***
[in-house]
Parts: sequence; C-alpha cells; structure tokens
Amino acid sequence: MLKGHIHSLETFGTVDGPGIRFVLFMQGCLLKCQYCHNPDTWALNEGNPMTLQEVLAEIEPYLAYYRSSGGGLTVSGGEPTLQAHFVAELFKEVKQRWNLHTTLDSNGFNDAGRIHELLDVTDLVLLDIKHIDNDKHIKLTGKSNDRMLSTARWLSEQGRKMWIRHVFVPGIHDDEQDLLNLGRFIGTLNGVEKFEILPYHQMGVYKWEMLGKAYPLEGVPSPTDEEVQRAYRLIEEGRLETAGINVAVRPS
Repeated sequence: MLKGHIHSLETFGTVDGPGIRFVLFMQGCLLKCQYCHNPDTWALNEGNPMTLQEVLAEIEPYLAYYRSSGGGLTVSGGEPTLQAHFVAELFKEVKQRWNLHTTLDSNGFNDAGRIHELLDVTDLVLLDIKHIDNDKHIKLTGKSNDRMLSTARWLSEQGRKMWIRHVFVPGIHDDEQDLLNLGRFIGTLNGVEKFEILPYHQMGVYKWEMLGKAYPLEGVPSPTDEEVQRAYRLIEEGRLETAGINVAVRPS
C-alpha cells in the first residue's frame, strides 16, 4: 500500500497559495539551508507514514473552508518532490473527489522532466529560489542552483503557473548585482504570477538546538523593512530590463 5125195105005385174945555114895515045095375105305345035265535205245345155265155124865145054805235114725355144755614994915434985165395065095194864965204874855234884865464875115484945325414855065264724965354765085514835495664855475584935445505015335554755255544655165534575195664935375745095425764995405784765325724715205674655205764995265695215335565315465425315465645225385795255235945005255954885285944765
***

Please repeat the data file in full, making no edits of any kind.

[in-house]
Parts: sequence; C-alpha cells; structure tokens
Amino acid sequence: MLKGHIHSLETFGTVDGPGIRFVLFMQGCLLKCQYCHNPDTWALNEGNPMTLQEVLAEIEPYLAYYRSSGGGLTVSGGEPTLQAHFVAELFKEVKQRWNLHTTLDSNGFNDAGRIHELLDVTDLVLLDIKHIDNDKHIKLTGKSNDRMLSTARWLSEQGRKMWIRHVFVPGIHDDEQDLLNLGRFIGTLNGVEKFEILPYHQMGVYKWEMLGKAYPLEGVPSPTDEEVQRAYRLIEEGRLETAGINVAVRPS
Repeated sequence: MLKGHIHSLETFGTVDGPGIRFVLFMQGCLLKCQYCHNPDTWALNEGNPMTLQEVLAEIEPYLAYYRSSGGGLTVSGGEPTLQAHFVAELFKEVKQRWNLHTTLDSNGFNDAGRIHELLDVTDLVLLDIKHIDNDKHIKLTGKSNDRMLSTARWLSEQGRKMWIRHVFVPGIHDDEQDLLNLGRFIGTLNGVEKFEILPYHQMGVYKWEMLGKAYPLEGVPSPTDEEVQRAYRLIEEGRLETAGINVAVRPS
C-alpha cells in the first residue's frame, strides 16, 4: 500500500497559495539551508507514514473552508518532490473527489522532466529560489542552483503557473548585482504570477538546538523593512530590463 5125195105005385174945555114895515045095375105305345035265535205245345155265155124865145054805235114725355144755614994915434985165395065095194864965204874855234884865464875115484945325414855065264724965354765085514835495664855475584935445505015335554755255544655165534575195664935375745095425764995405784765325724715205674655205764995265695215335565315465425315465645225385795255235945005255954885285944765